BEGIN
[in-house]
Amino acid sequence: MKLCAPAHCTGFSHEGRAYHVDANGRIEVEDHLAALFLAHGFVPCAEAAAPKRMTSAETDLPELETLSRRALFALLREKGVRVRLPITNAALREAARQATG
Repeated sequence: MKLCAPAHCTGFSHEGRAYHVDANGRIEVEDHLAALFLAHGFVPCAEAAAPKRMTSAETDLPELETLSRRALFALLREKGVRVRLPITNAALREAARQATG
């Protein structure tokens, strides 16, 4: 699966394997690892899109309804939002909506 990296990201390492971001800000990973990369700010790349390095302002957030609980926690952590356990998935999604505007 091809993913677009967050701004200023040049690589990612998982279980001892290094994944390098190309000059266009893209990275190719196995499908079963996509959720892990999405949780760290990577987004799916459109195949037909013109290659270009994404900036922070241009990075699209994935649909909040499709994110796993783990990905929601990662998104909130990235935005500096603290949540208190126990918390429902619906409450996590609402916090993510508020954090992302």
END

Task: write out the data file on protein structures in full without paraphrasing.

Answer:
[in-house]
Amino acid sequence: MKLCAPAHCTGFSHEGRAYHVDANGRIEVEDHLAALFLAHGFVPCAEAAAPKRMTSAETDLPELETLSRRALFALLREKGVRVRLPITNAALREAARQATG
Repeated sequence: MKLCAPAHCTGFSHEGRAYHVDANGRIEVEDHLAALFLAHGFVPCAEAAAPKRMTSAETDLPELETLSRRALFALLREKGVRVRLPITNAALREAARQATG
């Protein structure tokens, strides 16, 4: 699966394997690892899109309804939002909506 990296990201390492971001800000990973990369700010790349390095302002957030609980926690952590356990998935999604505007 091809993913677009967050701004200023040049690589990612998982279980001892290094994944390098190309000059266009893209990275190719196995499908079963996509959720892990999405949780760290990577987004799916459109195949037909013109290659270009994404900036922070241009990075699209994935649909909040499709994110796993783990990905929601990662998104909130990235935005500096603290949540208190126990918390429902619906409450996590609402916090993510508020954090992302």